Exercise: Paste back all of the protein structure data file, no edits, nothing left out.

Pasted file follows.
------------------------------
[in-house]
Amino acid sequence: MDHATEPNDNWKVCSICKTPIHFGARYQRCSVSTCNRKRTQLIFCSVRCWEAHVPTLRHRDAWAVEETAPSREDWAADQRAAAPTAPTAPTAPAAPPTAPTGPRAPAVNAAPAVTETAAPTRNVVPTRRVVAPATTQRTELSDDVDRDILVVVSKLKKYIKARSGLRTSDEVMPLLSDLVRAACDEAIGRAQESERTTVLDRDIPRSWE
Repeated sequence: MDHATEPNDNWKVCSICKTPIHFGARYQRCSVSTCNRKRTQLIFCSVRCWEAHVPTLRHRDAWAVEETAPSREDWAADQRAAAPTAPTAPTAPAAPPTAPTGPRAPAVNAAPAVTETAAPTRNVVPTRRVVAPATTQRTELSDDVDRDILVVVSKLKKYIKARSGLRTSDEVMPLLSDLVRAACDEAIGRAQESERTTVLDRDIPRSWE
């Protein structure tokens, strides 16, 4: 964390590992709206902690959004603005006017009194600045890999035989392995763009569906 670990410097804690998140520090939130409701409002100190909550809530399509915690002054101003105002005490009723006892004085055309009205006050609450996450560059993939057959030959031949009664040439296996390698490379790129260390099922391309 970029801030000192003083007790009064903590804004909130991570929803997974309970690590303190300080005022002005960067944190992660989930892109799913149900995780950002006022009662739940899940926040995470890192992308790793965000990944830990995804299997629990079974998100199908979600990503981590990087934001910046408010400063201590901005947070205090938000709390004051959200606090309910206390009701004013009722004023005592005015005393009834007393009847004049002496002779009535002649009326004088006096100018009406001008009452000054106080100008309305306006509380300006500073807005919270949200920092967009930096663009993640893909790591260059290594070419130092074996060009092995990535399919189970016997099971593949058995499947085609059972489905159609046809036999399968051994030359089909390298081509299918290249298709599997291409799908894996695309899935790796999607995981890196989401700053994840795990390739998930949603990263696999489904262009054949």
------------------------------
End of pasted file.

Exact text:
[in-house]
Amino acid sequence: MDHATEPNDNWKVCSICKTPIHFGARYQRCSVSTCNRKRTQLIFCSVRCWEAHVPTLRHRDAWAVEETAPSREDWAADQRAAAPTAPTAPTAPAAPPTAPTGPRAPAVNAAPAVTETAAPTRNVVPTRRVVAPATTQRTELSDDVDRDILVVVSKLKKYIKARSGLRTSDEVMPLLSDLVRAACDEAIGRAQESERTTVLDRDIPRSWE
Repeated sequence: MDHATEPNDNWKVCSICKTPIHFGARYQRCSVSTCNRKRTQLIFCSVRCWEAHVPTLRHRDAWAVEETAPSREDWAADQRAAAPTAPTAPTAPAAPPTAPTGPRAPAVNAAPAVTETAAPTRNVVPTRRVVAPATTQRTELSDDVDRDILVVVSKLKKYIKARSGLRTSDEVMPLLSDLVRAACDEAIGRAQESERTTVLDRDIPRSWE
């Protein structure tokens, strides 16, 4: 964390590992709206902690959004603005006017009194600045890999035989392995763009569906 670990410097804690998140520090939130409701409002100190909550809530399509915690002054101003105002005490009723006892004085055309009205006050609450996450560059993939057959030959031949009664040439296996390698490379790129260390099922391309 970029801030000192003083007790009064903590804004909130991570929803997974309970690590303190300080005022002005960067944190992660989930892109799913149900995780950002006022009662739940899940926040995470890192992308790793965000990944830990995804299997629990079974998100199908979600990503981590990087934001910046408010400063201590901005947070205090938000709390004051959200606090309910206390009701004013009722004023005592005015005393009834007393009847004049002496002779009535002649009326004088006096100018009406001008009452000054106080100008309305306006509380300006500073807005919270949200920092967009930096663009993640893909790591260059290594070419130092074996060009092995990535399919189970016997099971593949058995499947085609059972489905159609046809036999399968051994030359089909390298081509299918290249298709599997291409799908894996695309899935790796999607995981890196989401700053994840795990390739998930949603990263696999489904262009054949």